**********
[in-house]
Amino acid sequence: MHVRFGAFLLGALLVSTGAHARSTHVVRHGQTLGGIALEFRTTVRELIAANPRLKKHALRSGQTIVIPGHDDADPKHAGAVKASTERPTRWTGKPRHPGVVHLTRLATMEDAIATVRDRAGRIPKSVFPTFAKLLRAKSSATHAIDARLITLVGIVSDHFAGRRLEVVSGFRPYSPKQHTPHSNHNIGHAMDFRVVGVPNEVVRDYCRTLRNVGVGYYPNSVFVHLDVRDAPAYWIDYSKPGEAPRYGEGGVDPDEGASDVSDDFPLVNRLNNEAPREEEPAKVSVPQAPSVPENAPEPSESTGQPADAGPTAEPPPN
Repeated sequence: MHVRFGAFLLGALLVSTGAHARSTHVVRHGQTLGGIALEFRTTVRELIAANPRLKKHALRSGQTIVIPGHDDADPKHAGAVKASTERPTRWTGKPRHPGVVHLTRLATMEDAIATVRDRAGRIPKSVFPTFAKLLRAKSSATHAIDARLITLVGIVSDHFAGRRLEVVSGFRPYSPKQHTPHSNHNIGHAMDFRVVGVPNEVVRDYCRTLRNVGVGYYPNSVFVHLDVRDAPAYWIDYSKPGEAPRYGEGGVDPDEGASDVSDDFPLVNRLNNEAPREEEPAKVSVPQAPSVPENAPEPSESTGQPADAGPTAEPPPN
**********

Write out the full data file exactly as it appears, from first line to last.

[in-house]
Amino acid sequence: MHVRFGAFLLGALLVSTGAHARSTHVVRHGQTLGGIALEFRTTVRELIAANPRLKKHALRSGQTIVIPGHDDADPKHAGAVKASTERPTRWTGKPRHPGVVHLTRLATMEDAIATVRDRAGRIPKSVFPTFAKLLRAKSSATHAIDARLITLVGIVSDHFAGRRLEVVSGFRPYSPKQHTPHSNHNIGHAMDFRVVGVPNEVVRDYCRTLRNVGVGYYPNSVFVHLDVRDAPAYWIDYSKPGEAPRYGEGGVDPDEGASDVSDDFPLVNRLNNEAPREEEPAKVSVPQAPSVPENAPEPSESTGQPADAGPTAEPPPN
Repeated sequence: MHVRFGAFLLGALLVSTGAHARSTHVVRHGQTLGGIALEFRTTVRELIAANPRLKKHALRSGQTIVIPGHDDADPKHAGAVKASTERPTRWTGKPRHPGVVHLTRLATMEDAIATVRDRAGRIPKSVFPTFAKLLRAKSSATHAIDARLITLVGIVSDHFAGRRLEVVSGFRPYSPKQHTPHSNHNIGHAMDFRVVGVPNEVVRDYCRTLRNVGVGYYPNSVFVHLDVRDAPAYWIDYSKPGEAPRYGEGGVDPDEGASDVSDDFPLVNRLNNEAPREEEPAKVSVPQAPSVPENAPEPSESTGQPADAGPTAEPPPN